As Daily Maverick reported in August 2021, soldiers deployed to KwaZulu-Natal and Gauteng following the so-called Zuma riots were on the verge of abandoning their posts due to sheer hunger after not receiving adequate food rations for weeks. DM


Comments - Please in order to comment.

  • Wilhelm Boshoff says:

    Yes, but remember. You have to allow the cadres to eat a little at trough.

  • Samantha Vandersteen says:

    I wonder which Cadre is getting this tender?
    Seriously though, the boots are extremely expensive – upwards of R2500 a pair so I get it, but even if they bought each soldier 2 pairs of boots, there is no way the rest of the uniform is going to cost R50k, unless they’re throwing in a rifle too

    • Iam Fedup says:

      Why 2 pairs, Samantha? I did two years of national service and an additional hundreds of days of 3-month camps with one pair that still serves me well. And I’m 67 years old right now. “We all have to eat,” said Gordhan, and “I didn’t join the liberation movement to stay poor,” retorted another political gangster.

  • Hester Dobat says:

    Yet another sorry tale of neglect and incompetance. And hefty costs that raises suspicion. I think someone in history once commented – you can’t run an army on an empty stomach. How safe is SA? How strong is our army? And how are the defenders of our country, trained, housed and fed? Is this quote just the tip of another iceberg about to be revealed?

  • Hector Kingwill says:

    Surely the supplier should reduce his prices for such a big order? Oh, I forgot, this is RSA where the suppliers [cadres] raise their prices whenever an order like this appears on the horizon.

  • Johan Buys says:

    In addition to the US uniforms being half our price tag, soldiers there also replace their own bits and pieces that they either lost or got too fat for.

  • Carsten Rasch says:

    What’s the point of being in Government if you can’t inflate tenders?

  • Christopher Bedford says:

    Just another episode in the ongoing soap opera of ANC-led mismanagement.

  • Wendy Dewberry says:

    Blatent graft.

  • Dr Know says:

    Go back to the old browns. Hard wearing, unique, simple. Marburg Manufacturers. Cheap too.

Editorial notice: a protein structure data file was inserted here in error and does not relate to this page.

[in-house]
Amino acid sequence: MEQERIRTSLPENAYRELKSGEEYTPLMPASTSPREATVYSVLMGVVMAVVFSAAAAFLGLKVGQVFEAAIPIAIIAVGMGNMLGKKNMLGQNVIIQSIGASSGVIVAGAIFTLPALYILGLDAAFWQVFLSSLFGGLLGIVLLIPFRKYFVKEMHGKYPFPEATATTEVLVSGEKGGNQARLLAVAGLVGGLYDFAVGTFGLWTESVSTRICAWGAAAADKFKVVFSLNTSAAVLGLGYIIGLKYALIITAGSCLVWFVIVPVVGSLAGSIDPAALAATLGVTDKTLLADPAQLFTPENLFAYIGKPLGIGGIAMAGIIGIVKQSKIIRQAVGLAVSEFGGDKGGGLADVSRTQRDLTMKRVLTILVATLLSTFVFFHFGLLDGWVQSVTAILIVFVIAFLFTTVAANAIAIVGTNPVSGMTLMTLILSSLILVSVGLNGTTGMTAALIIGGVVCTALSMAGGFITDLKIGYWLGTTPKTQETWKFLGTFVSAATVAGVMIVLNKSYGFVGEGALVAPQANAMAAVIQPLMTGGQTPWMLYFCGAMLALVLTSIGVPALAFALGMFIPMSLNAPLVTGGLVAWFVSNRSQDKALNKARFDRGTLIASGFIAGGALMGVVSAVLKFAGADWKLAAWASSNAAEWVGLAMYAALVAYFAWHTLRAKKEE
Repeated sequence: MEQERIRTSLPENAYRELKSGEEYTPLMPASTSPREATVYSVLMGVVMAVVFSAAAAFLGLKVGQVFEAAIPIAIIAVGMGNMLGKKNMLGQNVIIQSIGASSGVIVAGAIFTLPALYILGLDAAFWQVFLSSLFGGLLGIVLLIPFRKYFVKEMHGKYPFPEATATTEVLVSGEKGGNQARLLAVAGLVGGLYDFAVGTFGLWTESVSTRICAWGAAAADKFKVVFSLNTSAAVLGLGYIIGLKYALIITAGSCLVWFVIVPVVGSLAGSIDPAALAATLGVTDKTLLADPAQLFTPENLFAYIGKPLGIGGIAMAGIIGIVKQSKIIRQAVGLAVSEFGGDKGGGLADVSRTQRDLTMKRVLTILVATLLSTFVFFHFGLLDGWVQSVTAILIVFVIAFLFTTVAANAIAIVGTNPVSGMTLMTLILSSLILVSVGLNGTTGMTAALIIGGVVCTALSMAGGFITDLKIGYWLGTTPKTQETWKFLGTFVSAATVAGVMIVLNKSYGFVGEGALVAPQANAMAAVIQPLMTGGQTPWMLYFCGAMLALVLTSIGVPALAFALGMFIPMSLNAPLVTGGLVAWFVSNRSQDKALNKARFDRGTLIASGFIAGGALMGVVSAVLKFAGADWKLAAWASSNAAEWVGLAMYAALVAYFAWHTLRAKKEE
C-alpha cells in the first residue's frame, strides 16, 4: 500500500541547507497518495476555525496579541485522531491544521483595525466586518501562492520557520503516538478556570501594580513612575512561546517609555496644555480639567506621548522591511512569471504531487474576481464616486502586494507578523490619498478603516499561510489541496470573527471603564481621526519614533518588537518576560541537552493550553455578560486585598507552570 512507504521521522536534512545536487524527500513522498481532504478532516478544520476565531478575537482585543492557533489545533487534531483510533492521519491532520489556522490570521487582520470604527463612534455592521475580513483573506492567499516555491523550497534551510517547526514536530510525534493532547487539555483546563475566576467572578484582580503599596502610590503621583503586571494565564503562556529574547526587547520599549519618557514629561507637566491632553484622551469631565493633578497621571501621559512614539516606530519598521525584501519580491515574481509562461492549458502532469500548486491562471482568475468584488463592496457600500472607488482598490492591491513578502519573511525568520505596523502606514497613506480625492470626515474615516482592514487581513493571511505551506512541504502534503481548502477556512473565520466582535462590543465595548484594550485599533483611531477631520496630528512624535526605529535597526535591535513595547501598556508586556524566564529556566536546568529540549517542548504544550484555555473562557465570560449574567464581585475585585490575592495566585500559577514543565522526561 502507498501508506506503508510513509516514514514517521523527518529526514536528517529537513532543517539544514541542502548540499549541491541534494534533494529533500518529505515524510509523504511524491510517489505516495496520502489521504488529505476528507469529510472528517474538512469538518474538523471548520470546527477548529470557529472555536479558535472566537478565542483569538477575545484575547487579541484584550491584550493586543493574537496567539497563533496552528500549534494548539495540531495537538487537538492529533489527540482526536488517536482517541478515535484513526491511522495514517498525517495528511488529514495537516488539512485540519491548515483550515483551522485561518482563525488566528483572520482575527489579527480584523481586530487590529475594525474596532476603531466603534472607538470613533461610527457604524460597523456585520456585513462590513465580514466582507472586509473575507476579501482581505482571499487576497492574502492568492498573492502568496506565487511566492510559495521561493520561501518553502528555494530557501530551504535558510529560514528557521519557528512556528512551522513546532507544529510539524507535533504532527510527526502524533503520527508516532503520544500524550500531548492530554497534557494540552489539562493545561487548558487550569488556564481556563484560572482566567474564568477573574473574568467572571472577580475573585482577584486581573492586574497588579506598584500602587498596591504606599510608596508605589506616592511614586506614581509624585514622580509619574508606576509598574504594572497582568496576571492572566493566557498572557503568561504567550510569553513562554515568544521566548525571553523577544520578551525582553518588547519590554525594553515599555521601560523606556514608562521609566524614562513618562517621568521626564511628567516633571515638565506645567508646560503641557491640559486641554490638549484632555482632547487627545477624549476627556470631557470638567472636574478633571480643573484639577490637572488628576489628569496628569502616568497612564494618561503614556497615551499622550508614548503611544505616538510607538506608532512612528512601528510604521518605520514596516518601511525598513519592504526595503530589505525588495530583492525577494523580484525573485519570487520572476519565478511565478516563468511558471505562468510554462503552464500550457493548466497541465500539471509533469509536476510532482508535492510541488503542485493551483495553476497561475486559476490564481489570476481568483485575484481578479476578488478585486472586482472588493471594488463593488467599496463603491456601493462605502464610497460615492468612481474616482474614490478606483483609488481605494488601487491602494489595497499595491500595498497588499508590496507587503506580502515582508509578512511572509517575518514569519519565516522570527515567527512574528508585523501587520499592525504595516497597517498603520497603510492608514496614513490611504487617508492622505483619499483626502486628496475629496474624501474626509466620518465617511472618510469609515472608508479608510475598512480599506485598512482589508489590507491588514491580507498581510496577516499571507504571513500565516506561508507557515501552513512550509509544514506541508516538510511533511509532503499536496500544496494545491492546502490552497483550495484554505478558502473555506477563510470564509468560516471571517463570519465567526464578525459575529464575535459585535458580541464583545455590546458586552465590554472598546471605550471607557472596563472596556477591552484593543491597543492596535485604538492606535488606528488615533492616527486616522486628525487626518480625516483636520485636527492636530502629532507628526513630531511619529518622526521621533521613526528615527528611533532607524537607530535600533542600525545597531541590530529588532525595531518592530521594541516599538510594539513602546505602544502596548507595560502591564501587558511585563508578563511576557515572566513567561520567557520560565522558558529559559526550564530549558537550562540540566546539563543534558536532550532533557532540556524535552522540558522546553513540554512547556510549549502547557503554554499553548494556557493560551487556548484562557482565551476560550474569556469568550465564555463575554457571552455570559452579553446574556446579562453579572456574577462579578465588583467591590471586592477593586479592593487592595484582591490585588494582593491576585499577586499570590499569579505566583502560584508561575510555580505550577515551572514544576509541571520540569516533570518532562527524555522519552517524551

• Stef Viljoen Viljoen says:

      Mmmm…I tend to agree. Someone should send the rocket scientists in charge on basic root cause analysis training. As an example: The assorted riffraff get hold of army uniforms for private use as poachers or hunters or rave participants, notwithstanding the alleged bad quality, fit and the like. Instead of either allowing or preventing that, we change the army uniform to something of higher quality and then we reckon the aforementioned riffraff will not be interested in the new product.

      I admire the fact that this country is still standing considering the complete lack of critical thinking by our leaders.

      • Johann Olivier says:

        Not to mention that browns/khaki are the perfect uniform for SA & its landscape. In fact, with some west coast exceptions, Africa is more dun-coloured than not. Maybe have a depot of ‘special’ camo uniforms for potential service in greener, more ‘jungled’ environments (though what we’re doing there, heaven alone knows!)

  • Patrick O'Shea says:

    Louis Vuitton must have got the tender.

  • Beyond Fedup says:

    Is Giorgio Armani providing the suits and gear??? Imbeciles!!! What a complete waste of taxpayer’s money when there are so many other real pressing needs!! Pit toilets, poverty alleviation etc etc. Only in SA or any other banana republic can this type of criminal nonsense take place.

    • Barry Messenger says: